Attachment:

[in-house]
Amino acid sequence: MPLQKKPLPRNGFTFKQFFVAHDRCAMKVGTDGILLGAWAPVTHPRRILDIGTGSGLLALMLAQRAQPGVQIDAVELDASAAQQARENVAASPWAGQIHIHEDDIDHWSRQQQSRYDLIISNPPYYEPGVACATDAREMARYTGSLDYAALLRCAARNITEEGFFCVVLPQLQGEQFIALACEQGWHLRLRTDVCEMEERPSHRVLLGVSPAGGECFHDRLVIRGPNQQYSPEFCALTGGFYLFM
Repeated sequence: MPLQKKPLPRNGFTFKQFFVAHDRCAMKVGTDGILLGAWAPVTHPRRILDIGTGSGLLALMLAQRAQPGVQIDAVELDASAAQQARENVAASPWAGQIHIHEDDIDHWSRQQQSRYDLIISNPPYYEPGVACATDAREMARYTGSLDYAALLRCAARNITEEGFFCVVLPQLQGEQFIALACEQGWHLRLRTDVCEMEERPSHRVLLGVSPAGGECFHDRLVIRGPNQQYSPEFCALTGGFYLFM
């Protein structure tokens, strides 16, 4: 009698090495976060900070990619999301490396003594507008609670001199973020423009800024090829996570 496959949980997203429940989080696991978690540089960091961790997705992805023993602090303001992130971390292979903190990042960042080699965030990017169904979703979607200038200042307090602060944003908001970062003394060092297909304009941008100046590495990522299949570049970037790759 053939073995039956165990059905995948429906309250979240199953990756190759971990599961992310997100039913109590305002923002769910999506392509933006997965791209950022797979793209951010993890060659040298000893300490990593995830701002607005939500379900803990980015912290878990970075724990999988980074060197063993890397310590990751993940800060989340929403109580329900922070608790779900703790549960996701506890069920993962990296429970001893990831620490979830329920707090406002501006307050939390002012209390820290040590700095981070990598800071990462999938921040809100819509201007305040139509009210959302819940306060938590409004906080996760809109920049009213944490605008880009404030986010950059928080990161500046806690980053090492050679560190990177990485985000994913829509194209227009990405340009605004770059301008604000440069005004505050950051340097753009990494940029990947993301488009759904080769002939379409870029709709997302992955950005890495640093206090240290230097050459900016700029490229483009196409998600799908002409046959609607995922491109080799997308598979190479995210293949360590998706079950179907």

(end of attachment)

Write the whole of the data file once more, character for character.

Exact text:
[in-house]
Amino acid sequence: MPLQKKPLPRNGFTFKQFFVAHDRCAMKVGTDGILLGAWAPVTHPRRILDIGTGSGLLALMLAQRAQPGVQIDAVELDASAAQQARENVAASPWAGQIHIHEDDIDHWSRQQQSRYDLIISNPPYYEPGVACATDAREMARYTGSLDYAALLRCAARNITEEGFFCVVLPQLQGEQFIALACEQGWHLRLRTDVCEMEERPSHRVLLGVSPAGGECFHDRLVIRGPNQQYSPEFCALTGGFYLFM
Repeated sequence: MPLQKKPLPRNGFTFKQFFVAHDRCAMKVGTDGILLGAWAPVTHPRRILDIGTGSGLLALMLAQRAQPGVQIDAVELDASAAQQARENVAASPWAGQIHIHEDDIDHWSRQQQSRYDLIISNPPYYEPGVACATDAREMARYTGSLDYAALLRCAARNITEEGFFCVVLPQLQGEQFIALACEQGWHLRLRTDVCEMEERPSHRVLLGVSPAGGECFHDRLVIRGPNQQYSPEFCALTGGFYLFM
């Protein structure tokens, strides 16, 4: 009698090495976060900070990619999301490396003594507008609670001199973020423009800024090829996570 496959949980997203429940989080696991978690540089960091961790997705992805023993602090303001992130971390292979903190990042960042080699965030990017169904979703979607200038200042307090602060944003908001970062003394060092297909304009941008100046590495990522299949570049970037790759 053939073995039956165990059905995948429906309250979240199953990756190759971990599961992310997100039913109590305002923002769910999506392509933006997965791209950022797979793209951010993890060659040298000893300490990593995830701002607005939500379900803990980015912290878990970075724990999988980074060197063993890397310590990751993940800060989340929403109580329900922070608790779900703790549960996701506890069920993962990296429970001893990831620490979830329920707090406002501006307050939390002012209390820290040590700095981070990598800071990462999938921040809100819509201007305040139509009210959302819940306060938590409004906080996760809109920049009213944490605008880009404030986010950059928080990161500046806690980053090492050679560190990177990485985000994913829509194209227009990405340009605004770059301008604000440069005004505050950051340097753009990494940029990947993301488009759904080769002939379409870029709709997302992955950005890495640093206090240290230097050459900016700029490229483009196409998600799908002409046959609607995922491109080799997308598979190479995210293949360590998706079950179907």